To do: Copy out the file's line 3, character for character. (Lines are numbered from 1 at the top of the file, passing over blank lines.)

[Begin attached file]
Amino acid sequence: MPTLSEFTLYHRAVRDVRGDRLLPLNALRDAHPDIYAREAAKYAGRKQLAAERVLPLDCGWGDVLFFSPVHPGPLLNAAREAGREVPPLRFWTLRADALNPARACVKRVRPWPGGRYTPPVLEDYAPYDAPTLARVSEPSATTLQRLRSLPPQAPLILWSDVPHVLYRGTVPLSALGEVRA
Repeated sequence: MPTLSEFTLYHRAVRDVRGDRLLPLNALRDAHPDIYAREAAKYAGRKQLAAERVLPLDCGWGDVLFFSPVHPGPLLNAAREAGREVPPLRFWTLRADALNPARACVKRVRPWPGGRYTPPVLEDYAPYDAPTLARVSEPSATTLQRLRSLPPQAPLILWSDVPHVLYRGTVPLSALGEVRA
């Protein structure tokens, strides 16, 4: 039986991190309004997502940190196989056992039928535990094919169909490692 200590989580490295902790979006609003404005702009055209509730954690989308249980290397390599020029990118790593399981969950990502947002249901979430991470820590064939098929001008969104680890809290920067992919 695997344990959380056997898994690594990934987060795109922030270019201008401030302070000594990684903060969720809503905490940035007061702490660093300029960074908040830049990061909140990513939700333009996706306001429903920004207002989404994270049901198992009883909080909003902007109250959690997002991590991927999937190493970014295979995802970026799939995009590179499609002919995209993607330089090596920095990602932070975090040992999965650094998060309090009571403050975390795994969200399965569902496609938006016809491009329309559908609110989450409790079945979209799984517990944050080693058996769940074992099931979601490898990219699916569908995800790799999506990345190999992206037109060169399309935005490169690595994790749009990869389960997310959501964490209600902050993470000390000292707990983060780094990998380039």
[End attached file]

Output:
């Protein structure tokens, strides 16, 4: 039986991190309004997502940190196989056992039928535990094919169909490692 200590989580490295902790979006609003404005702009055209509730954690989308249980290397390599020029990118790593399981969950990502947002249901979430991470820590064939098929001008969104680890809290920067992919 695997344990959380056997898994690594990934987060795109922030270019201008401030302070000594990684903060969720809503905490940035007061702490660093300029960074908040830049990061909140990513939700333009996706306001429903920004207002989404994270049901198992009883909080909003902007109250959690997002991590991927999937190493970014295979995802970026799939995009590179499609002919995209993607330089090596920095990602932070975090040992999965650094998060309090009571403050975390795994969200399965569902496609938006016809491009329309559908609110989450409790079945979209799984517990944050080693058996769940074992099931979601490898990219699916569908995800790799999506990345190999992206037109060169399309935005490169690595994790749009990869389960997310959501964490209600902050993470000390000292707990983060780094990998380039």